(Article changed on November 17, 2012 at 09:47)
They get up early the day after Thanksgiving and head for the stores like millions of others on the four-day weekend. But instead of hunting bargains and getting an early start on their Christmas shopping, they are heading for departments stores and upscale shops who sell fur. They are marching in Chicago's annual anti-fur parade known as Fur Free Friday (FFF).
Pelt profits by Martha Rosenberg
The twenty-five-year-old demonstration originates at Daley Center and concludes at Water Tower Place on the Magnificent Mile, stopping at every furrier along the way. Some years it has drawn as many as 800 marchers.
The Fur Free Friday parade has featured coffins, piles of animal pelts and dangling steel jaw traps for people to see just how their furs were "harvested." It has included mock burials with coffins, marchers in monster masks, drum corps and beautiful women disrobing because they would "rather go naked than wear fur."
Since the 1980s, some of the stops on the parade, where a spokesperson delivers a speak-out about the cruelty of the fur trade, are gone. Evans, the world's largest furrier which anchored the State Street shopping corridor since the Great Depression went out of business in 1999 citing "anti-fur activism that focused on convincing the American and European public that wearing any kind of fur was cruel and malicious to the animal it was taken from." Evans had a second store on pricey Michigan Avenue which also went out of business, even before the State Street store. During the Fur Free Friday parade, Evans hid the Michigan Avenue store behind a big billboard truck to protect it from people who believe that "wearing any kind of fur been duped into believing that cruel and malicious to the animal it was taken from."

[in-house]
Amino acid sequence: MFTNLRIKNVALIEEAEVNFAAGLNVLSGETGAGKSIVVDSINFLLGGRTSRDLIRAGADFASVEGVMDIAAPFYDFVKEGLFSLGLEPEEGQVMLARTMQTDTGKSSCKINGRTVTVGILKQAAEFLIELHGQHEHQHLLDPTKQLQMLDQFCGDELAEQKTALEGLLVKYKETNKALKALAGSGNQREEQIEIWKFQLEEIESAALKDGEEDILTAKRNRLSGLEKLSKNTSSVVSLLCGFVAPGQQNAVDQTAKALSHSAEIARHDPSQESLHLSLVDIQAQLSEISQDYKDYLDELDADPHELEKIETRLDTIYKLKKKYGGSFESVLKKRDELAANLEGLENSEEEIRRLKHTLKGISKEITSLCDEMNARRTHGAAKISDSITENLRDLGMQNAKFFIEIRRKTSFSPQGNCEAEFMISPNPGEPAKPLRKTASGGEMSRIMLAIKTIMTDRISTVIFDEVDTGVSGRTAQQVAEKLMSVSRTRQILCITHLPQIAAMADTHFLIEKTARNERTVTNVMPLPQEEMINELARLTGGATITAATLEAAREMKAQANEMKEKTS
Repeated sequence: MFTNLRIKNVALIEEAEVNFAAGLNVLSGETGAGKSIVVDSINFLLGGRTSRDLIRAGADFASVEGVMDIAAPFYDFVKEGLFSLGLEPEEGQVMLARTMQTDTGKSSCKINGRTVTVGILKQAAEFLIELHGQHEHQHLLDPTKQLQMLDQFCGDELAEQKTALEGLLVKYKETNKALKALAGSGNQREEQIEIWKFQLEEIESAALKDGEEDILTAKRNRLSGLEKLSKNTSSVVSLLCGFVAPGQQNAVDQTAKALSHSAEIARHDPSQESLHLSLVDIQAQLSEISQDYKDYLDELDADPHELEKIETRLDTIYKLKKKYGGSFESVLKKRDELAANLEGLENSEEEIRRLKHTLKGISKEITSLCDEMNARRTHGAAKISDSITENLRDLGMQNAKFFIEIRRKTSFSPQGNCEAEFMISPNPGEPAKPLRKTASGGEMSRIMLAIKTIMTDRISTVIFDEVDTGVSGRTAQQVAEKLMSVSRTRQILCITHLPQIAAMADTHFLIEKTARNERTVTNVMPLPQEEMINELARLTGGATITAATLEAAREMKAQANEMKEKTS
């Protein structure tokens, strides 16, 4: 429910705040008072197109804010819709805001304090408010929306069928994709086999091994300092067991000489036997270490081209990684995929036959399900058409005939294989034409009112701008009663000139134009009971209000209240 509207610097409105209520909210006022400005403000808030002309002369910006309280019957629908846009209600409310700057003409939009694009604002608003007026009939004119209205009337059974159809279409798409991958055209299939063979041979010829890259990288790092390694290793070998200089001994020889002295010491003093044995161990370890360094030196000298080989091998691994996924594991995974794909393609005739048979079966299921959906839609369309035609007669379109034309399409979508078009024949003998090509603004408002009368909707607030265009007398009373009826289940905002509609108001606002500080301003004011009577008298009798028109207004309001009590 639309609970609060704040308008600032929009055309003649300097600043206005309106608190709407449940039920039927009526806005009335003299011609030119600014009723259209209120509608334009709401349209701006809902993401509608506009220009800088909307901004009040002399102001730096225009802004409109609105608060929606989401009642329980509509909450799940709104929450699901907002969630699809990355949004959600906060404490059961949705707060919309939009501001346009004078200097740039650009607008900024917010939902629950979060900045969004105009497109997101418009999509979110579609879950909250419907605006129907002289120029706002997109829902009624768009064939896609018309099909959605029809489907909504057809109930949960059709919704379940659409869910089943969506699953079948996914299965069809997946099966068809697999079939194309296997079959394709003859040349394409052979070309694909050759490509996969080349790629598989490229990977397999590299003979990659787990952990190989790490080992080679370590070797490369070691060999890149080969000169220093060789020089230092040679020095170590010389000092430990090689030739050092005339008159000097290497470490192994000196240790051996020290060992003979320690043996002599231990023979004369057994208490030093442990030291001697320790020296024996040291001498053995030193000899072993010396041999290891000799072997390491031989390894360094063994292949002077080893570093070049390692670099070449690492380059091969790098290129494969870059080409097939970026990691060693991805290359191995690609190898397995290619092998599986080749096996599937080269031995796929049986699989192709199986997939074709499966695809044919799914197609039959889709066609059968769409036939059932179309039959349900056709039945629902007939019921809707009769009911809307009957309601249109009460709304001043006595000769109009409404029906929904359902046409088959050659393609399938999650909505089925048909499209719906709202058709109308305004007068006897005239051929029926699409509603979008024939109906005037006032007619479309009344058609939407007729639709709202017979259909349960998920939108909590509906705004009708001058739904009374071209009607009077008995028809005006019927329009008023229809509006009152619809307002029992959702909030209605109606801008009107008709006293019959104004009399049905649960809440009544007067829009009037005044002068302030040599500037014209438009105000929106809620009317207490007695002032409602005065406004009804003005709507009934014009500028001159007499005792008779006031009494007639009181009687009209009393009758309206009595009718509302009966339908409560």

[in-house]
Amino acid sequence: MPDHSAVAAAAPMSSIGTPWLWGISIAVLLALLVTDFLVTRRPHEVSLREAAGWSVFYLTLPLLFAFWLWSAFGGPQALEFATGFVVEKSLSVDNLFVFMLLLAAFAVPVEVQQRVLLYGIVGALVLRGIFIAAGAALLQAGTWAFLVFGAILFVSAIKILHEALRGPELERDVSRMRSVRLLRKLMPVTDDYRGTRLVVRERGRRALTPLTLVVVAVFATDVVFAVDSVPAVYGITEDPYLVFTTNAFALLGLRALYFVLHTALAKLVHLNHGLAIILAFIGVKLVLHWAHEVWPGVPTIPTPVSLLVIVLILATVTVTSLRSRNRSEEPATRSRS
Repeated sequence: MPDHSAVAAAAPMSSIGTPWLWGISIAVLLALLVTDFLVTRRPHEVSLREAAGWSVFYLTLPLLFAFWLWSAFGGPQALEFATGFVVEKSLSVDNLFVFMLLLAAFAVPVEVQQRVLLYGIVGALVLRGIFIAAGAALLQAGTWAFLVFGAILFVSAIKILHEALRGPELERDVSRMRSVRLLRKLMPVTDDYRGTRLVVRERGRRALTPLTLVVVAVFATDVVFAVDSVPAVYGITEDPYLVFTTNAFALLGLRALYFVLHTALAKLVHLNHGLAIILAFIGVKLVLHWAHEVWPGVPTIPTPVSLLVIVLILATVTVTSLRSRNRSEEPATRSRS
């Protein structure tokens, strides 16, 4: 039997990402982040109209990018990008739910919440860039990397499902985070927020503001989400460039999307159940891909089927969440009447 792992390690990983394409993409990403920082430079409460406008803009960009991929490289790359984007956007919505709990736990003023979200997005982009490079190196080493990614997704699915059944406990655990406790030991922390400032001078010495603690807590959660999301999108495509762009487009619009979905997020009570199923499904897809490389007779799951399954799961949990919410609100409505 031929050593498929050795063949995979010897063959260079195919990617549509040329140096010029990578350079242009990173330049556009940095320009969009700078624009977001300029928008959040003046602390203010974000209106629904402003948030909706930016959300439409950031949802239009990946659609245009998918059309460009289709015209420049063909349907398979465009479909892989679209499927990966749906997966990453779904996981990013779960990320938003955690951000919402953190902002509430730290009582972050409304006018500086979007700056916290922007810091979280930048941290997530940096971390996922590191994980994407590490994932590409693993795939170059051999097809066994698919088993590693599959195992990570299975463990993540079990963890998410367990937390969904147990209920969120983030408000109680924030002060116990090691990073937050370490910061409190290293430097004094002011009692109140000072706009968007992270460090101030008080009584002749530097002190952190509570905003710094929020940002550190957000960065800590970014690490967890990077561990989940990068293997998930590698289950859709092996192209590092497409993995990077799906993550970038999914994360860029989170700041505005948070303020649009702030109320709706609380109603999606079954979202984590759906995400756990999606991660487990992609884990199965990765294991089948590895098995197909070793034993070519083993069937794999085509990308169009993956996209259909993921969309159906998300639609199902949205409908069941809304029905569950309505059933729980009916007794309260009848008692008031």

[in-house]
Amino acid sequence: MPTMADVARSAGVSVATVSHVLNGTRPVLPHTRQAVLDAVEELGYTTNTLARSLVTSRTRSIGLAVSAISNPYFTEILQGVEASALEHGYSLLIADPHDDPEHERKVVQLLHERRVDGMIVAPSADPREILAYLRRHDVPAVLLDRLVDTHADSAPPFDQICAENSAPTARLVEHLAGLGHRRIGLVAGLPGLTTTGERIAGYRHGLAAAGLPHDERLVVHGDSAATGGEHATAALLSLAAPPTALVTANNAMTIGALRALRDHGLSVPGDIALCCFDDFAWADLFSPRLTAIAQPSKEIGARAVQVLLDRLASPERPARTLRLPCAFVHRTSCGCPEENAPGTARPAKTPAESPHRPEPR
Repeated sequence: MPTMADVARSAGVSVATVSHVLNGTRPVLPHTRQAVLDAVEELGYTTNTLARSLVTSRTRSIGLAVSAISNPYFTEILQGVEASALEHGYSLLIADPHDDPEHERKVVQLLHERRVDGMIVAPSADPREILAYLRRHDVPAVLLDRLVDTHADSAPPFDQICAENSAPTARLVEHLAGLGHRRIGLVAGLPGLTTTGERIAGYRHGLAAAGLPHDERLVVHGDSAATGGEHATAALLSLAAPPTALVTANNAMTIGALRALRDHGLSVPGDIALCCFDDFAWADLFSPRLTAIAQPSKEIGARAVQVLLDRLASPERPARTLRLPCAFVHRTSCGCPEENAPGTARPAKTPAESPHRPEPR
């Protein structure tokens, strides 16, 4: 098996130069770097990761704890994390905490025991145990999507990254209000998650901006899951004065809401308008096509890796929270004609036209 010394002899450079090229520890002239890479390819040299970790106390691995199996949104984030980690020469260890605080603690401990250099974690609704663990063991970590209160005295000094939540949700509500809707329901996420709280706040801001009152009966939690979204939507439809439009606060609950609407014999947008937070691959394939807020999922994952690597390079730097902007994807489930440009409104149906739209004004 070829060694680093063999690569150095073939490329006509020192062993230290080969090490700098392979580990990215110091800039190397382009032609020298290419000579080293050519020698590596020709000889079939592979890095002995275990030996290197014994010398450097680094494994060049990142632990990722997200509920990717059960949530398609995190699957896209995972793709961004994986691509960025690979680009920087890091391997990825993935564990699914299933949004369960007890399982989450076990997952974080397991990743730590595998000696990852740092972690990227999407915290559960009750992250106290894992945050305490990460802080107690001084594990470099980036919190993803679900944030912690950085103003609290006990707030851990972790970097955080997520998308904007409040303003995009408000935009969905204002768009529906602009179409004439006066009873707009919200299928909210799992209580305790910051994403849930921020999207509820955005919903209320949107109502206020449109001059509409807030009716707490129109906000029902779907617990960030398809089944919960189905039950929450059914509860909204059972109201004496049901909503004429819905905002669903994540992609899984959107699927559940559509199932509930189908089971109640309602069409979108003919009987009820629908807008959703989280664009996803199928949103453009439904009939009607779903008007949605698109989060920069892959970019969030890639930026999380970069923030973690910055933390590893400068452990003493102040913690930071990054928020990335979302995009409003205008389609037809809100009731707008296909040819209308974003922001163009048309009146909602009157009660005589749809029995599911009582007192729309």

Across the street in the Palmer House Hilton, a fur seller called Mysels Furs went out of business in the mid 2000s. It kept its doors locked, so wary was it of the set who thinks taking a fur from an animal is malicious to the animal. What? Mysels Furs used to hire a live male mannequin, who looked like a cast member of the Addams Family, to perform in the window, furthering the store's crypt-like image.
D'ion Furs, once on Michigan Avenue, also folded years ago but Andriana Furs remains on the gilded street despite its owner pleading guilty in 2009 to using the store to launder drug money and pay employees.
Ten or fifteen years ago, Fur Free Friday was the one day the tables were turned on the Magnificent Mile and women in full length minks and lynxes had to do a kind of fashion perp walk past booing crowds. Today almost everyone has seen the cruel gratuity of fur production on their TV or computer and the few visible fur coats in Chicago are on the elderly. But that doesn't mean fur mongers haven't succeeded in getting fur trim on an alarming amount of outerwear and in selling barbaric fox "trapper" hats. Fur mongers are also selling furs in unrealistic colors like red to appear like "fun" fakes and coats with belted, slimmed down silhouettes.
Thanks to growing production "efficiencies" in places like China, furs are more popular than ever in some countries, especially because of declining prices. In addition to cruel methods of killing the animals, furs from China that are labeled gae-wolf, goupee, Asian wolf, China wolf and Mongolia dog have been found to be from...gulp...dogs and cats. No wonder, while bargain hunters comb Michigan Avenue, they will hear the yearly Fur Free Friday chant: Stop The Insanity; No Blood for Vanity. END
Read Martha Rosenberg's food and drug expose, Born with a Junk Food Deficiency, now available as an ebook. twitter @marthrosenberg